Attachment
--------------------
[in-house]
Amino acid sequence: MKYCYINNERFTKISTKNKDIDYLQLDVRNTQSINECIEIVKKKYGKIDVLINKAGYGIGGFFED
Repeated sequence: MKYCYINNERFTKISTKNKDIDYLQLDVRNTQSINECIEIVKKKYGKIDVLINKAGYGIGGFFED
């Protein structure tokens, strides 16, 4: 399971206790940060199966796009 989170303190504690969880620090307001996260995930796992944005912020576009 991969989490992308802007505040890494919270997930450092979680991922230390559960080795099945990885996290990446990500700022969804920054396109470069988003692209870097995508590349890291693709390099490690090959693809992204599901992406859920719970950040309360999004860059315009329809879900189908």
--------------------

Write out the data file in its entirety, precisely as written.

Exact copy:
[in-house]
Amino acid sequence: MKYCYINNERFTKISTKNKDIDYLQLDVRNTQSINECIEIVKKKYGKIDVLINKAGYGIGGFFED
Repeated sequence: MKYCYINNERFTKISTKNKDIDYLQLDVRNTQSINECIEIVKKKYGKIDVLINKAGYGIGGFFED
């Protein structure tokens, strides 16, 4: 399971206790940060199966796009 989170303190504690969880620090307001996260995930796992944005912020576009 991969989490992308802007505040890494919270997930450092979680991922230390559960080795099945990885996290990446990500700022969804920054396109470069988003692209870097995508590349890291693709390099490690090959693809992204599901992406859920719970950040309360999004860059315009329809879900189908």